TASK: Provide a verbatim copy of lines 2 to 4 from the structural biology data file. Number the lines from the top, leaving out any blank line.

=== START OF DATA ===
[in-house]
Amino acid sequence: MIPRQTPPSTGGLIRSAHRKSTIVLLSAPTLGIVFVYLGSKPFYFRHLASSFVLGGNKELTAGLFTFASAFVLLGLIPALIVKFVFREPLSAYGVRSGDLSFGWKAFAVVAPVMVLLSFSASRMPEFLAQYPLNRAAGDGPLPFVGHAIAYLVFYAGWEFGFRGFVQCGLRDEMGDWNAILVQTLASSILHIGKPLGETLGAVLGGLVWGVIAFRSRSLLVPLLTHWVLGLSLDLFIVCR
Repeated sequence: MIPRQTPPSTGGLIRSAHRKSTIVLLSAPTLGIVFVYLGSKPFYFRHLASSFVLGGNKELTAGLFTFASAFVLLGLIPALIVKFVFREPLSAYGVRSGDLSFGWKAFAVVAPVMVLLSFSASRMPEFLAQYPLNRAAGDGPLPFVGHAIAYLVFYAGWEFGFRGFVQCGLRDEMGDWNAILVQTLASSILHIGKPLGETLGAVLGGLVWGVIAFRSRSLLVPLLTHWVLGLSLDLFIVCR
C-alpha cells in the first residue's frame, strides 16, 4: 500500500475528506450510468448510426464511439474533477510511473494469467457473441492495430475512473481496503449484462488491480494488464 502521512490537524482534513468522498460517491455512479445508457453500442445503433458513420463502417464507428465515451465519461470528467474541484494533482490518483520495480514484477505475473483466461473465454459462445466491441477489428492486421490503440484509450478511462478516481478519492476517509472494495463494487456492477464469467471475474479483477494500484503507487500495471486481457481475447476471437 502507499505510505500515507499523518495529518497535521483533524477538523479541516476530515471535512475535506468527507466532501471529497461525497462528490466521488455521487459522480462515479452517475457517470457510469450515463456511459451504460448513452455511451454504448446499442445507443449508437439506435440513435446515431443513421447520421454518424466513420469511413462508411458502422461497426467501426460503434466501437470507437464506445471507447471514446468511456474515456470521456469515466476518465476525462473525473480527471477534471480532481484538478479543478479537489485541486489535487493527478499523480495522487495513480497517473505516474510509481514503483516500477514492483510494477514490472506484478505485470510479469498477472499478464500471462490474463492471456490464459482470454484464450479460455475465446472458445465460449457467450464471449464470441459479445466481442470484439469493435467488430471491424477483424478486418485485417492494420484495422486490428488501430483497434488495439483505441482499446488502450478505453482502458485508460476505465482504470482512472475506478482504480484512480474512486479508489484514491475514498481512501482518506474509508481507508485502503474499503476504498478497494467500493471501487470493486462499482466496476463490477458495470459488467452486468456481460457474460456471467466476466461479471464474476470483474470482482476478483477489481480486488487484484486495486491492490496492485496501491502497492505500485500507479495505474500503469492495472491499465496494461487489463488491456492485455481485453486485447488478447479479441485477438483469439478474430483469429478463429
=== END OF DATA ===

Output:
Amino acid sequence: MIPRQTPPSTGGLIRSAHRKSTIVLLSAPTLGIVFVYLGSKPFYFRHLASSFVLGGNKELTAGLFTFASAFVLLGLIPALIVKFVFREPLSAYGVRSGDLSFGWKAFAVVAPVMVLLSFSASRMPEFLAQYPLNRAAGDGPLPFVGHAIAYLVFYAGWEFGFRGFVQCGLRDEMGDWNAILVQTLASSILHIGKPLGETLGAVLGGLVWGVIAFRSRSLLVPLLTHWVLGLSLDLFIVCR
Repeated sequence: MIPRQTPPSTGGLIRSAHRKSTIVLLSAPTLGIVFVYLGSKPFYFRHLASSFVLGGNKELTAGLFTFASAFVLLGLIPALIVKFVFREPLSAYGVRSGDLSFGWKAFAVVAPVMVLLSFSASRMPEFLAQYPLNRAAGDGPLPFVGHAIAYLVFYAGWEFGFRGFVQCGLRDEMGDWNAILVQTLASSILHIGKPLGETLGAVLGGLVWGVIAFRSRSLLVPLLTHWVLGLSLDLFIVCR
C-alpha cells in the first residue's frame, strides 16, 4: 500500500475528506450510468448510426464511439474533477510511473494469467457473441492495430475512473481496503449484462488491480494488464 502521512490537524482534513468522498460517491455512479445508457453500442445503433458513420463502417464507428465515451465519461470528467474541484494533482490518483520495480514484477505475473483466461473465454459462445466491441477489428492486421490503440484509450478511462478516481478519492476517509472494495463494487456492477464469467471475474479483477494500484503507487500495471486481457481475447476471437 502507499505510505500515507499523518495529518497535521483533524477538523479541516476530515471535512475535506468527507466532501471529497461525497462528490466521488455521487459522480462515479452517475457517470457510469450515463456511459451504460448513452455511451454504448446499442445507443449508437439506435440513435446515431443513421447520421454518424466513420469511413462508411458502422461497426467501426460503434466501437470507437464506445471507447471514446468511456474515456470521456469515466476518465476525462473525473480527471477534471480532481484538478479543478479537489485541486489535487493527478499523480495522487495513480497517473505516474510509481514503483516500477514492483510494477514490472506484478505485470510479469498477472499478464500471462490474463492471456490464459482470454484464450479460455475465446472458445465460449457467450464471449464470441459479445466481442470484439469493435467488430471491424477483424478486418485485417492494420484495422486490428488501430483497434488495439483505441482499446488502450478505453482502458485508460476505465482504470482512472475506478482504480484512480474512486479508489484514491475514498481512501482518506474509508481507508485502503474499503476504498478497494467500493471501487470493486462499482466496476463490477458495470459488467452486468456481460457474460456471467466476466461479471464474476470483474470482482476478483477489481480486488487484484486495486491492490496492485496501491502497492505500485500507479495505474500503469492495472491499465496494461487489463488491456492485455481485453486485447488478447479479441485477438483469439478474430483469429478463429